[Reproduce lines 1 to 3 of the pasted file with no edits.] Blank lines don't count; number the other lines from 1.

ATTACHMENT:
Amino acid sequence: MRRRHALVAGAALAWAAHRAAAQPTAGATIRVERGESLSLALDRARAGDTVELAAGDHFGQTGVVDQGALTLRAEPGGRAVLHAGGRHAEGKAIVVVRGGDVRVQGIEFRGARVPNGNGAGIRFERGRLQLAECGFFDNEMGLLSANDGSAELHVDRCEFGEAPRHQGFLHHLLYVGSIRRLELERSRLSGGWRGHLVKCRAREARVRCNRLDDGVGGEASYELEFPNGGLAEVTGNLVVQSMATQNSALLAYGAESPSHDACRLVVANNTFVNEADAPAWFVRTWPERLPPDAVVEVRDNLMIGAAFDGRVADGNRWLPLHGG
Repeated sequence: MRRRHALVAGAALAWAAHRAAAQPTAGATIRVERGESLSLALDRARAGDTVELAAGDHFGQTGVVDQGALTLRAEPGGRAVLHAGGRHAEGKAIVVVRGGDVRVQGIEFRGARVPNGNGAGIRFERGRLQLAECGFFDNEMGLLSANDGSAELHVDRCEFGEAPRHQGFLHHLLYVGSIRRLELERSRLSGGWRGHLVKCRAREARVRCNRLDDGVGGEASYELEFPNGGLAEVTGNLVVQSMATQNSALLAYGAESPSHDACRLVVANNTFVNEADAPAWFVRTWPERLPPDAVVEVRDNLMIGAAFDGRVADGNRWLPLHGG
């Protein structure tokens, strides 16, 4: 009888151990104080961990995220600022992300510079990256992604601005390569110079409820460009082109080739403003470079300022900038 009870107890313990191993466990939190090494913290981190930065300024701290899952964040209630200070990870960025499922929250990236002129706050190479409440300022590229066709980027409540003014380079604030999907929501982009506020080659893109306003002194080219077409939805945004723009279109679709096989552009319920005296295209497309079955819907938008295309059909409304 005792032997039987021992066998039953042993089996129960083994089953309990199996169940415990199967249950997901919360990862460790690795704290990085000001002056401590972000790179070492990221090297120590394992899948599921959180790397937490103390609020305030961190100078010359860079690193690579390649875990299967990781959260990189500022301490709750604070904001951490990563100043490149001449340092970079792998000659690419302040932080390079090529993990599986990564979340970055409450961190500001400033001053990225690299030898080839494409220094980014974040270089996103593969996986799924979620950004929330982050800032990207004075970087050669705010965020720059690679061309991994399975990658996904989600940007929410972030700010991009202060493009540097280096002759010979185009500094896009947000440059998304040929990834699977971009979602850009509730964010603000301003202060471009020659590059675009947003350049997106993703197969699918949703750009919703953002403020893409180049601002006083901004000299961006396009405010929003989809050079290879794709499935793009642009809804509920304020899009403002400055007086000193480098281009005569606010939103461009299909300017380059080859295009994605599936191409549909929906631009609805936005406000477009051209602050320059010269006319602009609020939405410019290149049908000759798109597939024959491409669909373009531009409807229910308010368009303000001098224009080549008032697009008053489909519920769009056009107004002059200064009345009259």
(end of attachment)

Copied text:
Amino acid sequence: MRRRHALVAGAALAWAAHRAAAQPTAGATIRVERGESLSLALDRARAGDTVELAAGDHFGQTGVVDQGALTLRAEPGGRAVLHAGGRHAEGKAIVVVRGGDVRVQGIEFRGARVPNGNGAGIRFERGRLQLAECGFFDNEMGLLSANDGSAELHVDRCEFGEAPRHQGFLHHLLYVGSIRRLELERSRLSGGWRGHLVKCRAREARVRCNRLDDGVGGEASYELEFPNGGLAEVTGNLVVQSMATQNSALLAYGAESPSHDACRLVVANNTFVNEADAPAWFVRTWPERLPPDAVVEVRDNLMIGAAFDGRVADGNRWLPLHGG
Repeated sequence: MRRRHALVAGAALAWAAHRAAAQPTAGATIRVERGESLSLALDRARAGDTVELAAGDHFGQTGVVDQGALTLRAEPGGRAVLHAGGRHAEGKAIVVVRGGDVRVQGIEFRGARVPNGNGAGIRFERGRLQLAECGFFDNEMGLLSANDGSAELHVDRCEFGEAPRHQGFLHHLLYVGSIRRLELERSRLSGGWRGHLVKCRAREARVRCNRLDDGVGGEASYELEFPNGGLAEVTGNLVVQSMATQNSALLAYGAESPSHDACRLVVANNTFVNEADAPAWFVRTWPERLPPDAVVEVRDNLMIGAAFDGRVADGNRWLPLHGG
């Protein structure tokens, strides 16, 4: 009888151990104080961990995220600022992300510079990256992604601005390569110079409820460009082109080739403003470079300022900038 009870107890313990191993466990939190090494913290981190930065300024701290899952964040209630200070990870960025499922929250990236002129706050190479409440300022590229066709980027409540003014380079604030999907929501982009506020080659893109306003002194080219077409939805945004723009279109679709096989552009319920005296295209497309079955819907938008295309059909409304 005792032997039987021992066998039953042993089996129960083994089953309990199996169940415990199967249950997901919360990862460790690795704290990085000001002056401590972000790179070492990221090297120590394992899948599921959180790397937490103390609020305030961190100078010359860079690193690579390649875990299967990781959260990189500022301490709750604070904001951490990563100043490149001449340092970079792998000659690419302040932080390079090529993990599986990564979340970055409450961190500001400033001053990225690299030898080839494409220094980014974040270089996103593969996986799924979620950004929330982050800032990207004075970087050669705010965020720059690679061309991994399975990658996904989600940007929410972030700010991009202060493009540097280096002759010979185009500094896009947000440059998304040929990834699977971009979602850009509730964010603000301003202060471009020659590059675009947003350049997106993703197969699918949703750009919703953002403020893409180049601002006083901004000299961006396009405010929003989809050079290879794709499935793009642009809804509920304020899009403002400055007086000193480098281009005569606010939103461009299909300017380059080859295009994605599936191409549909929906631009609805936005406000477009051209602050320059010269006319602009609020939405410019290149049908000759798109597939024959491409669909373009531009409807229910308010368009303000001098224009080549008032697009008053489909519920769009056009107004002059200064009345009259």